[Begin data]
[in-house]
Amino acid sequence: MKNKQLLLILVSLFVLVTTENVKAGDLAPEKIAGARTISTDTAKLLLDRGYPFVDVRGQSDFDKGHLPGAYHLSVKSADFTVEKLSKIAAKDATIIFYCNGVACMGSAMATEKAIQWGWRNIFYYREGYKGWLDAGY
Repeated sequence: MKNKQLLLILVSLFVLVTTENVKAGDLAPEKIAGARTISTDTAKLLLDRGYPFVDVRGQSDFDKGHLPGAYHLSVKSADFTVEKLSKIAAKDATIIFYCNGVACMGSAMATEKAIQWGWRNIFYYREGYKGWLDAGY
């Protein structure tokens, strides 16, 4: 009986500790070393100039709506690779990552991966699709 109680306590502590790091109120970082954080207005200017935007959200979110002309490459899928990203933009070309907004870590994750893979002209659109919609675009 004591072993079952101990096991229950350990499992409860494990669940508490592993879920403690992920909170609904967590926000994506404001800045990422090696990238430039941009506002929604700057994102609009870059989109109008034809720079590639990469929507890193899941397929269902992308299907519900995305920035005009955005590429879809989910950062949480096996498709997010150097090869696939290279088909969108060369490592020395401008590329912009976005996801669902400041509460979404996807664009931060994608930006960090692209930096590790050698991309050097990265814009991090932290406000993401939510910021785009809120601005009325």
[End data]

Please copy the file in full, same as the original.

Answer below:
[in-house]
Amino acid sequence: MKNKQLLLILVSLFVLVTTENVKAGDLAPEKIAGARTISTDTAKLLLDRGYPFVDVRGQSDFDKGHLPGAYHLSVKSADFTVEKLSKIAAKDATIIFYCNGVACMGSAMATEKAIQWGWRNIFYYREGYKGWLDAGY
Repeated sequence: MKNKQLLLILVSLFVLVTTENVKAGDLAPEKIAGARTISTDTAKLLLDRGYPFVDVRGQSDFDKGHLPGAYHLSVKSADFTVEKLSKIAAKDATIIFYCNGVACMGSAMATEKAIQWGWRNIFYYREGYKGWLDAGY
């Protein structure tokens, strides 16, 4: 009986500790070393100039709506690779990552991966699709 109680306590502590790091109120970082954080207005200017935007959200979110002309490459899928990203933009070309907004870590994750893979002209659109919609675009 004591072993079952101990096991229950350990499992409860494990669940508490592993879920403690992920909170609904967590926000994506404001800045990422090696990238430039941009506002929604700057994102609009870059989109109008034809720079590639990469929507890193899941397929269902992308299907519900995305920035005009955005590429879809989910950062949480096996498709997010150097090869696939290279088909969108060369490592020395401008590329912009976005996801669902400041509460979404996807664009931060994608930006960090692209930096590790050698991309050097990265814009991090932290406000993401939510910021785009809120601005009325």